• Jathushan Rajasegaran, Naveen Karunanayake, Ashanie Gunathillake, Suranga Seneviratne, and Guillaume Jourjon. A Multi-modal Neural Embeddings Approach for Detecting Mobile Counterfeit Apps. Proceedings of the 2019 World Wide Web Conference (WWW ’19), May 13– 17, 2019, San Francisco, CA, USA. ACM, New York, NY, USA, 7 pages
    • Li Ying, Yi Huang, Suranga Seneviratne, Kanchana Thilakarathna, Adriel Cheng, Guillaume Jourjon, Darren Webb and Richard Xu. DeepContent: Unveiling Video Streaming Content from Encrypted WiFi Traffic. Proceedings of IEEE NCA 2018
    • Stephen Mallon, Vincent Gramoli, and Guillaume Jourjon, “DLibOS: Performance and Protection with Network-on-Chip”, in ASPLOS 2018, the 23rd ACM International Conference on Architectural Support for Programming Languages and Operating Systems. March 2018, Williamsburg, VA, USA.
  • Information leakage in DNS over HTTPs

    Information leakage in DNS over HTTPs

    This could be a full decription about the project

  • In-Network Computing

    In-Network Computing

    Leveraging new programmable networking device to enhance computing.

    Leveraging new programmable networking device to enhance computing.

  • Multi-bearer SDN for Time-Sensitive Network

    Multi-bearer SDN for Time-Sensitive Network

    This could be a full decription about the project

  • Privacy-preserving switches

    Privacy-preserving switches

    This could be a full decription about the project

  • Radio-telescope in-network cross-channel processing

    Radio-telescope in-network cross-channel processing

    This could be a full description about the project

Previous projects

  • Consistent Optimized and Trustworthy Deployment of SDN

    Consistent Optimized and Trustworthy Deployment of SDN

    Consistent SDN

    Software defined networking (SDN) brought new interesting challenges by externalizing the task of controlling the network to some generic computer software. In particular, the controller software can modify the network routes by introducing new forwarding rules and deleting old ones at a distributed set of switches, a challenge that has received lots of attention in the last six years.

    This research aims at investigating how to on one hand optimize controller placement and on the second hand how to perform consistent rule updates in SDN.



    • Md Tanvir Ishtaique ul Huque, University of New South Wales.
    • Dr. Guillaume Jourjon, Data61-CSIRO.
    • Dr. Vincent Gramoli, University of Sydney.




    • MTI ul Huque, G. Jourjon, C. Russell, and V. Gramoli, “Software defined Network’s Garbage Collection with Clean-Up Packets”, IEEE Transactions on Network and Service Management
    • S. Hatonen, T. I. ul Huque, A. Rao, G. Jourjon, V. Gramoli, S. Tarkoma, “An SDN Perspective on Multi-connectivity and Seamless Flow Migration”, IEEE Networking Letters
    • MTI ul Huque, Guillaume Jourjon, Vincent Gramoli, “Garbage Collection of Forwarding Rules in Software Defined Networks”, accepted in IEEE Communication Magazine.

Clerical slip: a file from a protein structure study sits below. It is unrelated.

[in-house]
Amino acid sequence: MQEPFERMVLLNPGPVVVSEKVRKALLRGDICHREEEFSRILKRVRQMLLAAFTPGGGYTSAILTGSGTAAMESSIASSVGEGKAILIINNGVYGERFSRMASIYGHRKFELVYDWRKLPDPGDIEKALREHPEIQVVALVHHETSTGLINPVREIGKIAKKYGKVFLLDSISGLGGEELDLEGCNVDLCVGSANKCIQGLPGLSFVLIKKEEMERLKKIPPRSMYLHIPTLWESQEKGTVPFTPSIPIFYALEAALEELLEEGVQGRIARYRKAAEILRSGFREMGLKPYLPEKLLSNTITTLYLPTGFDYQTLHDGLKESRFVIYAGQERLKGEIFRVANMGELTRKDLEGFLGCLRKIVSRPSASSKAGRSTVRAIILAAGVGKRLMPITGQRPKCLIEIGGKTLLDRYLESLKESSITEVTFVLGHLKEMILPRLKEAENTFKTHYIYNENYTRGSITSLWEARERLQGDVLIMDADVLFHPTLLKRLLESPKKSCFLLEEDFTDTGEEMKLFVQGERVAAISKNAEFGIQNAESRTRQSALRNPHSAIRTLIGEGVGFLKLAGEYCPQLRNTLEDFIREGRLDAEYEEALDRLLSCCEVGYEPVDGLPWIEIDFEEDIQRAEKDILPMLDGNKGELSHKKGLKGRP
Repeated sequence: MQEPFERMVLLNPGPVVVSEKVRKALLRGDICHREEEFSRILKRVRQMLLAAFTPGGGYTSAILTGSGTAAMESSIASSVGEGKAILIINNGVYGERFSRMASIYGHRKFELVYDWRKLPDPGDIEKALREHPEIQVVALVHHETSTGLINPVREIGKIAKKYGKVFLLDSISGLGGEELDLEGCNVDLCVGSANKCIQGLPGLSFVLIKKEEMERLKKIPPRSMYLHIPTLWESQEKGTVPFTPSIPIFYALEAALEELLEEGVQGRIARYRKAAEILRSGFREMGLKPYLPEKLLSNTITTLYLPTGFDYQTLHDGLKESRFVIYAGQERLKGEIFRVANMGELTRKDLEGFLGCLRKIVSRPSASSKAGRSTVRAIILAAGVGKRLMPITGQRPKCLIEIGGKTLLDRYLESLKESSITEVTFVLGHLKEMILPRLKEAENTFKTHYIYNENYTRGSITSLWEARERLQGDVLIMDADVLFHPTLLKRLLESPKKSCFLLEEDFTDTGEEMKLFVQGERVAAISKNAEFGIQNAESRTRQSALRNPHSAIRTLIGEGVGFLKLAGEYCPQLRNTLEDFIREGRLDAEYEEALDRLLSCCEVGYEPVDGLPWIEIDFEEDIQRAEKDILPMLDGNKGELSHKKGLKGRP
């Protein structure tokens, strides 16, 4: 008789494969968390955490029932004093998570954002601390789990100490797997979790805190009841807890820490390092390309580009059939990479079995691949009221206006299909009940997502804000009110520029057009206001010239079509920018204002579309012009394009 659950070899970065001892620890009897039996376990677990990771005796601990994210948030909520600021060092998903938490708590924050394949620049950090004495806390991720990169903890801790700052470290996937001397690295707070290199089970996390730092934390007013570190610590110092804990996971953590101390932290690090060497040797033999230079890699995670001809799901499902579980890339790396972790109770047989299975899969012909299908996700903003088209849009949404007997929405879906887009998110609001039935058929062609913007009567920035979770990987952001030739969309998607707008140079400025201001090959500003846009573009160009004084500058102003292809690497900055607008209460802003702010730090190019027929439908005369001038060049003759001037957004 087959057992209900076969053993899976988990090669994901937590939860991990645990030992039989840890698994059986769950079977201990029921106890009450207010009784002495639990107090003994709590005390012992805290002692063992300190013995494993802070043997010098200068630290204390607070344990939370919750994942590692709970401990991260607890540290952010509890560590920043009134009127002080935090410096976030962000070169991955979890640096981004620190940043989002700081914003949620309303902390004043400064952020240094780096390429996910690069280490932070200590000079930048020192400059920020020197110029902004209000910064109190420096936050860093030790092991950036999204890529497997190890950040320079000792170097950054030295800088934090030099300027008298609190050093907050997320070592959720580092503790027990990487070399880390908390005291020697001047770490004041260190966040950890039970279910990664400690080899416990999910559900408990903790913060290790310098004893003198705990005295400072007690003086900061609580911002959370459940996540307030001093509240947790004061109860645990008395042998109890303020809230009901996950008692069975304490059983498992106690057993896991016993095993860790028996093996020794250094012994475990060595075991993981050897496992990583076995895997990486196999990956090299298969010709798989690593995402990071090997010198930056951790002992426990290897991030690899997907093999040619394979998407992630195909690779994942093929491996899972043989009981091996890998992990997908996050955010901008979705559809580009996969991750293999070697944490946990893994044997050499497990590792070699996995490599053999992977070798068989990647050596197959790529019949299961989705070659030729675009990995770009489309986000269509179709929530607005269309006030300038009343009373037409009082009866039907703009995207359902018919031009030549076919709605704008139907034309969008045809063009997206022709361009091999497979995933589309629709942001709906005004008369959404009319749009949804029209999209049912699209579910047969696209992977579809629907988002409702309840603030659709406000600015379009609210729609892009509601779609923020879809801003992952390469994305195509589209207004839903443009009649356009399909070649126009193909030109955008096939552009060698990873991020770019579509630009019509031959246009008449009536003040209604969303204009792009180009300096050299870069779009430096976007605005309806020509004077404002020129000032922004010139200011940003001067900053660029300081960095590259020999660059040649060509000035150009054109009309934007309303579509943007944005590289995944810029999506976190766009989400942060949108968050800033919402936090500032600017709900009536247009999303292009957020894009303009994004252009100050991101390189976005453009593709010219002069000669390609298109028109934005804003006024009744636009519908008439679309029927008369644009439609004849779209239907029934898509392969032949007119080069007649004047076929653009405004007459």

• MTI ul Huque, Weisheng Si, Guillaume Jourjon, Vincent Gramoli, “Large-Scale Dynamic Controller Placement”, IEEE Transaction on Network and Service Management, vol. 14(2), March 2017
    • MTI ul Huque, Guillaume Jourjon, Vincent Gramoli, Revisiting the controller placement problem, Local Computer Networks (LCN), 2015 IEEE 40th Conference on, pp. 450-453.
  • Combatting Cyber-fraud

    Combatting Cyber-fraud

    Facebook and other Online Social Networks have become one of primary outlet for advertisements. How can we detect and prevent frauds on these systems and ensure that businesses are getting bang for their buck?


    In this project we aim to provide new forms of cyber-defence. This will lead us to offer:

    • Fraud detection and cyber-crime prevention in Online Social Networks
    • Defence against cyber underground markets activity
    • Fake account/activity characterization



    Based on this set of tools, we will be able to provide:

    • Fake Likes free analytics for advertisers and brand owners
    • Reputation manipulation detection
    • Fraud analytics application for operators and users


    Results so far

    In order to better understand the cyber-fraud ecosystem, we have deployed a pilot study of the fake-likes farms on Facebook as well as the possible effect of this underground market on the legitimate Facebook ads platform. This study was based on the utilisation of 13 honeypots pages.

    Based on the likes provenance and time series analysis of these likes we were able to undercover several interesting facts about this underground market:

    • 2 temporal behaviours
      • Short-time window, likely bot-operated
      • Gradually, manual process or deliberately slow to avoid detection
    • 2 types of social graph
      • Well-connected
      • Isolated tuples
    • Number of likes per user significantly different from general Facebook population except for one farm


    Based on our observation, it appears that Facebook legitimate ad campaigns get polluted. Allegedly, liking real pages helps fake profiles avoid detection.

  • Distributed Delay-Tolerant Payment with Blockchains

    Distributed Delay-Tolerant Payment with Blockchains


    Banking as an essential service is always hard to access in remote rural regions where infrastructural cost is high and network connectivity is intermittent and unstable. Although microbanking has been made possible by SMS messages, this scheme incorporates severe security flaws. Public cryptocurrencies enable low-cost, secure and pervasive money transferring among distributed peers, but are still limited in their ability to reach more people in remote, closed communities as blockchains assume high-performance network connectivity.